Ways to Improve Your FICO Score for Home Buying
The home buying process doesn’t start with getting pre-approved for a loan or with choosing a real estate agent. The quality of your wallet begins the home buying process. To make your goal of homeownership realized, you must consider your FICO score along with the type of mortgage loan for which you’ll qualify in Saint Louis.
A FICO score is a collection of your years of credit history based on an instrument developed by Fair Isaac and Company. The score ranges from 300 to 850, with most people normally having a score of 600. In recent years, however, some people have seen their score drop dramatically because of loss of employment, charged off credit card accounts, or credit card accounts terminated because the card didn’t carry a high balance. Some of the pieces in calculating your FICO score include:
- Credit Inquiries — Do you have too many open accounts?
- Types of Credit — Do you have a healthy mix of credit cards and loans?
- Payment History — How many late payments have you made?
- Credit to Debt Ratio — How much do you owe versus how much credit you have available?
Lenders want to make sure that giving you a loan is a safe move. Your FICO score gives lenders an insight into what type of borrower you’ll be solely because of your credit history. You’ll need a score of at least 700 to get a decent interest rate. You can get approved for a loan with a lower score, but the interest paid in the long run could be more than double the amount of an individual with a stronger FICO score.
You want a better score, but how do you get there? Building your FICO score takes time. It can be difficult to make a significant stride change in your number with quick fixes, but your score can improve in a year by monitoring your credit report and by using your credit wisely. The most important thing is to know your FICO score. You’ll improve your credit score by using these tips:
- Pay on time. Payment history is a huge factor in your credit score. It’s one of the reasons people who have recently been unemployed see the biggest dip in their credit score. Yes, it takes longer to rebuild your credit with payment history, but it’s the surest way to show that you’re responsible enough to make payments to a lender.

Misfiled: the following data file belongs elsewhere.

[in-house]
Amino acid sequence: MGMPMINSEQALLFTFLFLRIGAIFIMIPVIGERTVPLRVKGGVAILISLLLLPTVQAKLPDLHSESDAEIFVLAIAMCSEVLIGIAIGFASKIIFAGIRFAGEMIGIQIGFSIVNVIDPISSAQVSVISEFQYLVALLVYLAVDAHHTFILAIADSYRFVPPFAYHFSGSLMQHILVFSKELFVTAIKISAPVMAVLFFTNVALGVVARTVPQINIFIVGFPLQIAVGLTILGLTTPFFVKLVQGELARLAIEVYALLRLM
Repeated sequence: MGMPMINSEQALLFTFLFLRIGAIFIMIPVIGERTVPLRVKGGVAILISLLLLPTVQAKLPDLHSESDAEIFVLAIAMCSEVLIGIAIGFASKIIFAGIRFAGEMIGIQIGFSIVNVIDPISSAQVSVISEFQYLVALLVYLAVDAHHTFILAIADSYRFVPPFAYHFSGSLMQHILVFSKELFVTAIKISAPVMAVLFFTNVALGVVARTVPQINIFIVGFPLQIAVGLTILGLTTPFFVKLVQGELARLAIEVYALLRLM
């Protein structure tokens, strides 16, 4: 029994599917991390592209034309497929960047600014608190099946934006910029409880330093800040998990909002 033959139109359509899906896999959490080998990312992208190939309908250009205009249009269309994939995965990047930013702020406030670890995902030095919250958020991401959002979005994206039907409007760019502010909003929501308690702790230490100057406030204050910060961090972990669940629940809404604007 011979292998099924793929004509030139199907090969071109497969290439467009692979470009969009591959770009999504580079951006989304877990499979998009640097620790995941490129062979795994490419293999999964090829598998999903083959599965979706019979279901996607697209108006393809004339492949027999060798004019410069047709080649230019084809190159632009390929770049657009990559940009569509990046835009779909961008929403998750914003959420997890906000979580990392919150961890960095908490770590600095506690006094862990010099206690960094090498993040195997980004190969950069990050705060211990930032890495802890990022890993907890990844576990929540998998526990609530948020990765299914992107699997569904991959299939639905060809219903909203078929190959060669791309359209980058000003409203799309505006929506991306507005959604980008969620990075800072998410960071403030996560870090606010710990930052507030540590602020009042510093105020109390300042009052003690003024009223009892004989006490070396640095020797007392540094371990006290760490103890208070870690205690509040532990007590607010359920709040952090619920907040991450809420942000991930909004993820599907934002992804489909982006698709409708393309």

- Correct your credit report. If you find mistakes on your credit report, write to the bureau requesting that the item be removed. If you have a common name or the same name as a family member, you’ll want to pay extra attention to make sure the activity reported is correct.
- Even out your debt. At first, this doesn’t seem like a good idea. But, you don’t want to have one card that is at the maximum and have the rest of your cards at a zero balance. It’s better to have each of your cards at an even balance than to have the majority of your debt taking up the balance a single card.
- Store cards and gas cards. For those who have non-existent credit or less-than-stellar credit, retail credit cards and gas credit cards are ways to obtain credit, increase your spending limits and stay on top of your payments, which will raise your FICO score. You should always avoid carrying a large balance for too long because these types of cards more than likely have a surprising interest rate.
- Use your credit. Whether you’re just getting started with credit, or if you’ve got older cards, use your cards to make sure your accounts maintain an active status. But, make sure you pay them off in no more than two or three payments.
Now that you’re more informed about credit reporting, you’ll be able to successfully take the first step in owning a home, and that is improving your FICO score. Remember that when it’s time to apply for a loan to purchase a home, you’ll want to keep your lender applications within a two-week window to avoid damaging your credit score. With the help of MelanieCooperTeam at Realty Executives Premiere, the loan application process can be a stress-free experience so you, too, can achieve home ownership.
Learn more about FICO scores at www.myFICO.com, Fair Isaac’s informational site and review your credit history for free at www.annualcreditreport.com. And, for a small payment, you can get your FICO score from each bureau on their websites: www.equifax.com, www.experian.com and www.transunion.com.